Insight: On welfare reform, French resistance

Sep 21, 2011, 12:59 a.m.

By Nicholas Vinocur

PARIS (Reuters) - In a cozy bachelor pad on the Paris Left Bank, Georges, a 26-year old would-be advertising executive, exhales cigarette smoke and describes how he games the French welfare system.

For up to four months every year -- the time required to become eligible for unemployment benefits -- Georges works as a waiter or bartender, earning 3-4,000 euros ($4,000-5,500) a month. Then he arranges to be laid off, amicably if possible. For the rest of the year he pockets unemployment benefits worth 54 percent of his pay and makes up the difference by working -- off the books -- in bars and restaurants.

"It's crazy," he says. "I have two arms, two legs, there's no reason I shouldn't be working. But the way the system is set up, there's just no incentive to do it all the time."

By at least one measure, France has the most generous welfare system in the world. The state spends more than 20 percent of GDP on social benefits a year, or more than 500 billion euros ($700 billion). Benefit fraud cost the country 20 billion euros in 2010, according to a bi-partisan parliamentary report in June. That is about two-thirds of the social security system's budget shortfall, which is expected to reach 30 billion euros in 2011. The social security deficit is a big part of France's public deficit, measured at 148.8 billion euros in 2010.

An August 2011 online poll by the Metro free paper showed 68 percent of French people want welfare beneficiaries to be tracked more closely. Now French politicians say it is time to get serious. In April, President Nicolas Sarkozy launched a campaign to go after welfare cheats. The government is drawing up a national register of all welfare recipients to make it easier to target people collecting benefits illegally. Some politicians have even suggested that people who collect a subsidy designed to help jobseekers find work known as the revenu de solidarite active (RSA) should be forced to make some sort of active contribution in return.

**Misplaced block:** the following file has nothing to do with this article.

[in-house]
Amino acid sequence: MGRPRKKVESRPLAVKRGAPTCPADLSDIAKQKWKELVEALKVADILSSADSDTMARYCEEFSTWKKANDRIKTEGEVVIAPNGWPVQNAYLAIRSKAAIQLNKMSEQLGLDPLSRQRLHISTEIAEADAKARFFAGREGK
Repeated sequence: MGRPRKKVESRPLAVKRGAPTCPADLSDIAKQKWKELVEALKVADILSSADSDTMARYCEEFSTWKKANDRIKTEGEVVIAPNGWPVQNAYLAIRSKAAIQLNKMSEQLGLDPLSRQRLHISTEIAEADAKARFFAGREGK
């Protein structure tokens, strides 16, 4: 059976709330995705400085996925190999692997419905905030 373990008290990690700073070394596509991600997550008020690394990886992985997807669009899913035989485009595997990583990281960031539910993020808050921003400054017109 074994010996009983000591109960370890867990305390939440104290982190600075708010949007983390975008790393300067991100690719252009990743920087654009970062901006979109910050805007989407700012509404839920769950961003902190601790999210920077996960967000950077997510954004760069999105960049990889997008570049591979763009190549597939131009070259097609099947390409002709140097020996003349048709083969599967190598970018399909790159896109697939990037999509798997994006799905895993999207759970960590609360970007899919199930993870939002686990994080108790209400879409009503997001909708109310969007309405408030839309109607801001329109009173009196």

But true reform will be difficult. In France, rich and poor alike exploit opportunities for gain, even illegal ones. From bosses who dodge social fees to workers who want more paid holiday when it suits their schedule, it sometimes can seem as if the whole society is bending the rules. At the same time -- and despite the polls -- accusing people in public is widely seen as distasteful. Politicians may talk about a crackdown but they also know they cannot be seen to hurt the poor. Dominique Tian, a deputy in Sarkozy's center-right UMP party and one of the authors of the report on benefit fraud, goes as far as to call it a French taboo.

"Our country is less permissive than our neighbors to the south, but at the same time, we French are fond of our contradictions," says Jean Mallot, a socialist member of the parliamentary commission looking into ways of toughening defenses against fraud. "People scream and shout about what they see as criminal behavior, but are tolerant when it comes to the small things."

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